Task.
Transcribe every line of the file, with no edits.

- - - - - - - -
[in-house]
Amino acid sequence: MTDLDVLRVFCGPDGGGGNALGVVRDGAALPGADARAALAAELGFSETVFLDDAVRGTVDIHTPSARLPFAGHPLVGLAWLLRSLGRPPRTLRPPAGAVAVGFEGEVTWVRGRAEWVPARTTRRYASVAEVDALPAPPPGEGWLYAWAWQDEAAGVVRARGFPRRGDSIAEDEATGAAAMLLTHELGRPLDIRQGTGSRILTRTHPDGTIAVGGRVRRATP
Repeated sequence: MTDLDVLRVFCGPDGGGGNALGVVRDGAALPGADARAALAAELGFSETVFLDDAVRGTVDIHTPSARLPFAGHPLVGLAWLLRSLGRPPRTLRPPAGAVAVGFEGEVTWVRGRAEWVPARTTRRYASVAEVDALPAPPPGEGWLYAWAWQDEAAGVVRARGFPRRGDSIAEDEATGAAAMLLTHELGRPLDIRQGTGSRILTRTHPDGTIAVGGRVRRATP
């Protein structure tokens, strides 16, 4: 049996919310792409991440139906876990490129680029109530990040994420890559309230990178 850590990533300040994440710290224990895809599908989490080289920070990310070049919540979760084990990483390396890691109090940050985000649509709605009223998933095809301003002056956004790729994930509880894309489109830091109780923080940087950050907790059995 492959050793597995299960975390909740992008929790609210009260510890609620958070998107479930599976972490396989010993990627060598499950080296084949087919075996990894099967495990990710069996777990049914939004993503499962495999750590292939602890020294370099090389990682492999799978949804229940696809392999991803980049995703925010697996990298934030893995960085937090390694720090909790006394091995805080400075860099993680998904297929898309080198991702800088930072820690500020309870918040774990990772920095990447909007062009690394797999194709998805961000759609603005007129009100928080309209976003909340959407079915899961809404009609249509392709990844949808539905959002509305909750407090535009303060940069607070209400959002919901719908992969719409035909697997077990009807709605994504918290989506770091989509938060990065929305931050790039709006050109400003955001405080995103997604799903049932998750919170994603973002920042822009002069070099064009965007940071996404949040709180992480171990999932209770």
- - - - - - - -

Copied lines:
[in-house]
Amino acid sequence: MTDLDVLRVFCGPDGGGGNALGVVRDGAALPGADARAALAAELGFSETVFLDDAVRGTVDIHTPSARLPFAGHPLVGLAWLLRSLGRPPRTLRPPAGAVAVGFEGEVTWVRGRAEWVPARTTRRYASVAEVDALPAPPPGEGWLYAWAWQDEAAGVVRARGFPRRGDSIAEDEATGAAAMLLTHELGRPLDIRQGTGSRILTRTHPDGTIAVGGRVRRATP
Repeated sequence: MTDLDVLRVFCGPDGGGGNALGVVRDGAALPGADARAALAAELGFSETVFLDDAVRGTVDIHTPSARLPFAGHPLVGLAWLLRSLGRPPRTLRPPAGAVAVGFEGEVTWVRGRAEWVPARTTRRYASVAEVDALPAPPPGEGWLYAWAWQDEAAGVVRARGFPRRGDSIAEDEATGAAAMLLTHELGRPLDIRQGTGSRILTRTHPDGTIAVGGRVRRATP
């Protein structure tokens, strides 16, 4: 049996919310792409991440139906876990490129680029109530990040994420890559309230990178 850590990533300040994440710290224990895809599908989490080289920070990310070049919540979760084990990483390396890691109090940050985000649509709605009223998933095809301003002056956004790729994930509880894309489109830091109780923080940087950050907790059995 492959050793597995299960975390909740992008929790609210009260510890609620958070998107479930599976972490396989010993990627060598499950080296084949087919075996990894099967495990990710069996777990049914939004993503499962495999750590292939602890020294370099090389990682492999799978949804229940696809392999991803980049995703925010697996990298934030893995960085937090390694720090909790006394091995805080400075860099993680998904297929898309080198991702800088930072820690500020309870918040774990990772920095990447909007062009690394797999194709998805961000759609603005007129009100928080309209976003909340959407079915899961809404009609249509392709990844949808539905959002509305909750407090535009303060940069607070209400959002919901719908992969719409035909697997077990009807709605994504918290989506770091989509938060990065929305931050790039709006050109400003955001405080995103997604799903049932998750919170994603973002920042822009002069070099064009965007940071996404949040709180992480171990999932209770």